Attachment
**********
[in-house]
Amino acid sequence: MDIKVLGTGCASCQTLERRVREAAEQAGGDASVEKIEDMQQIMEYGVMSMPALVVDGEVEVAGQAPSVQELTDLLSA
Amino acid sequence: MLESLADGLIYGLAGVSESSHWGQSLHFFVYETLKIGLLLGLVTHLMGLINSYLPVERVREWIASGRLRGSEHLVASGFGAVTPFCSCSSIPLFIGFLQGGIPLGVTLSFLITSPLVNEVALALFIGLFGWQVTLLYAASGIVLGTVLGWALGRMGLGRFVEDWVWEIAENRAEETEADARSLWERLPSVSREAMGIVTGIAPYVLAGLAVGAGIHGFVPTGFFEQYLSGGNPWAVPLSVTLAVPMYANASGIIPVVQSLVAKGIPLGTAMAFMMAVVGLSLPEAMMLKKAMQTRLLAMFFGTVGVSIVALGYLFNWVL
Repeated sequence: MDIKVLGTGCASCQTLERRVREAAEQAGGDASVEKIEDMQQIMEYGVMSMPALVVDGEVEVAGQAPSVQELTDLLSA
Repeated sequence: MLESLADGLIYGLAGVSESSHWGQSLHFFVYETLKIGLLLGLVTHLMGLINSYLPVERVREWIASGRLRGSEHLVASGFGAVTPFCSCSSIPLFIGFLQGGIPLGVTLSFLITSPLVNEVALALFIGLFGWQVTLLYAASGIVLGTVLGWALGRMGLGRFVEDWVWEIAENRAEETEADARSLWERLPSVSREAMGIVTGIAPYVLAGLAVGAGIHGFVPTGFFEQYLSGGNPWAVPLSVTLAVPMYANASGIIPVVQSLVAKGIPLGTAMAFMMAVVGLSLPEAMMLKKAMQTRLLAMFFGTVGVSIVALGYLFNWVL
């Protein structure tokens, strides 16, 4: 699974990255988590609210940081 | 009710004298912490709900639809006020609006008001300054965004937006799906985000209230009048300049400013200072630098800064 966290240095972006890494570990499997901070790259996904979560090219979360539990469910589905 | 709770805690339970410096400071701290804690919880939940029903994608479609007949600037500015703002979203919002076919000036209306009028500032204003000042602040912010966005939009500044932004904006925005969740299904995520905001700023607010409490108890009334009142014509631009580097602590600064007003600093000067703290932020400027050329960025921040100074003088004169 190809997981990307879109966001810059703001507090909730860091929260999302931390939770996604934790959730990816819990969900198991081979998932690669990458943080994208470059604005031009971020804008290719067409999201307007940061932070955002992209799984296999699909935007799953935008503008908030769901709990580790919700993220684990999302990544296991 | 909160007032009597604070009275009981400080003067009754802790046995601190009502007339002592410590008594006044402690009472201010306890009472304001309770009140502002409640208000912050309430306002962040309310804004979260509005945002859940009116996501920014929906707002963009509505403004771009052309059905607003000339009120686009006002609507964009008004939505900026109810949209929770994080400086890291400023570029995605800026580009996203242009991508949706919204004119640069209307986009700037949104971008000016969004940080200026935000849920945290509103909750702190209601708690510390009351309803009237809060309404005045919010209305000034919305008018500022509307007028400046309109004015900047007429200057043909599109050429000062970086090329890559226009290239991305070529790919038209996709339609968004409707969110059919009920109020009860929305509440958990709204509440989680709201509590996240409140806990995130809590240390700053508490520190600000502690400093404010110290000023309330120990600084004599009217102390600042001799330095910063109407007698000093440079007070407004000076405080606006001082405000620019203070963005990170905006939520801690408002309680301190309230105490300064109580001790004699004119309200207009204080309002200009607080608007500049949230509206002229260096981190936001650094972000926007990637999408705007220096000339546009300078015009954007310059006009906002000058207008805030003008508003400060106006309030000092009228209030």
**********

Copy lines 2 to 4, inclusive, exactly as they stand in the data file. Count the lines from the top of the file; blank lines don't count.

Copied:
Amino acid sequence: MDIKVLGTGCASCQTLERRVREAAEQAGGDASVEKIEDMQQIMEYGVMSMPALVVDGEVEVAGQAPSVQELTDLLSA
Amino acid sequence: MLESLADGLIYGLAGVSESSHWGQSLHFFVYETLKIGLLLGLVTHLMGLINSYLPVERVREWIASGRLRGSEHLVASGFGAVTPFCSCSSIPLFIGFLQGGIPLGVTLSFLITSPLVNEVALALFIGLFGWQVTLLYAASGIVLGTVLGWALGRMGLGRFVEDWVWEIAENRAEETEADARSLWERLPSVSREAMGIVTGIAPYVLAGLAVGAGIHGFVPTGFFEQYLSGGNPWAVPLSVTLAVPMYANASGIIPVVQSLVAKGIPLGTAMAFMMAVVGLSLPEAMMLKKAMQTRLLAMFFGTVGVSIVALGYLFNWVL
Repeated sequence: MDIKVLGTGCASCQTLERRVREAAEQAGGDASVEKIEDMQQIMEYGVMSMPALVVDGEVEVAGQAPSVQELTDLLSA